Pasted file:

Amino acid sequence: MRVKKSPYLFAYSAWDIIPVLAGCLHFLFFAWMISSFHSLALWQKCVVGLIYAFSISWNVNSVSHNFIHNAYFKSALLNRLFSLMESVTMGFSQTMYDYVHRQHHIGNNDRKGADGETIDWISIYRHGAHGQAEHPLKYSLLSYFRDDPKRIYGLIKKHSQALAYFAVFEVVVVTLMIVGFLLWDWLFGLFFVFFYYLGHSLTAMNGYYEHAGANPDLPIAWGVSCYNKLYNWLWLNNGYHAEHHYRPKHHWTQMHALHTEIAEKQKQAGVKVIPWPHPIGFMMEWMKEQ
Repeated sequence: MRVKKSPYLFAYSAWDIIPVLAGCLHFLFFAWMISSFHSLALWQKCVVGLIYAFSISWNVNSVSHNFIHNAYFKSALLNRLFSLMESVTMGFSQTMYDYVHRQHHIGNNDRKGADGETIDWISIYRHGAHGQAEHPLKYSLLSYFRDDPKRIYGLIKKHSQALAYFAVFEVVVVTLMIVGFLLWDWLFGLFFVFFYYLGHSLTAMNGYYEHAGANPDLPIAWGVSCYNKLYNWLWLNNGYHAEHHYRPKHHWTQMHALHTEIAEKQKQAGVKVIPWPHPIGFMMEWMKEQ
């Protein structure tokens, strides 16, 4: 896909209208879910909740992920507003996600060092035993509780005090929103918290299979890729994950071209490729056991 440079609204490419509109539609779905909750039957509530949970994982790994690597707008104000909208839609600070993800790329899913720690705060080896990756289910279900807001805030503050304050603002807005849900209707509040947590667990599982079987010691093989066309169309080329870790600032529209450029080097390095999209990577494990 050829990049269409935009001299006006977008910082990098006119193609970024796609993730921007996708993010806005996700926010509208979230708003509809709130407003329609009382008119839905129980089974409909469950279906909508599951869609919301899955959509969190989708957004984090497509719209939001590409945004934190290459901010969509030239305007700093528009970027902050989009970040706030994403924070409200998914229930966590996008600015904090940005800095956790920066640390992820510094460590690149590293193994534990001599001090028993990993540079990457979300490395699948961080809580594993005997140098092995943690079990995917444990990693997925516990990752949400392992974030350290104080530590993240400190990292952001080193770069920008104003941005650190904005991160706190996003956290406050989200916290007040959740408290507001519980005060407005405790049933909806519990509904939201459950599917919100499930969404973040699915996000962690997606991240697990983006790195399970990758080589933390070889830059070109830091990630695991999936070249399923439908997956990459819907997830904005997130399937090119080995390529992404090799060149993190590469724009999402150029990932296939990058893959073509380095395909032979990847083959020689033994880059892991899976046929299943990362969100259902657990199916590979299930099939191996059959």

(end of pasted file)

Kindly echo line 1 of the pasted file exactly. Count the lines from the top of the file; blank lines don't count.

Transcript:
Amino acid sequence: MRVKKSPYLFAYSAWDIIPVLAGCLHFLFFAWMISSFHSLALWQKCVVGLIYAFSISWNVNSVSHNFIHNAYFKSALLNRLFSLMESVTMGFSQTMYDYVHRQHHIGNNDRKGADGETIDWISIYRHGAHGQAEHPLKYSLLSYFRDDPKRIYGLIKKHSQALAYFAVFEVVVVTLMIVGFLLWDWLFGLFFVFFYYLGHSLTAMNGYYEHAGANPDLPIAWGVSCYNKLYNWLWLNNGYHAEHHYRPKHHWTQMHALHTEIAEKQKQAGVKVIPWPHPIGFMMEWMKEQ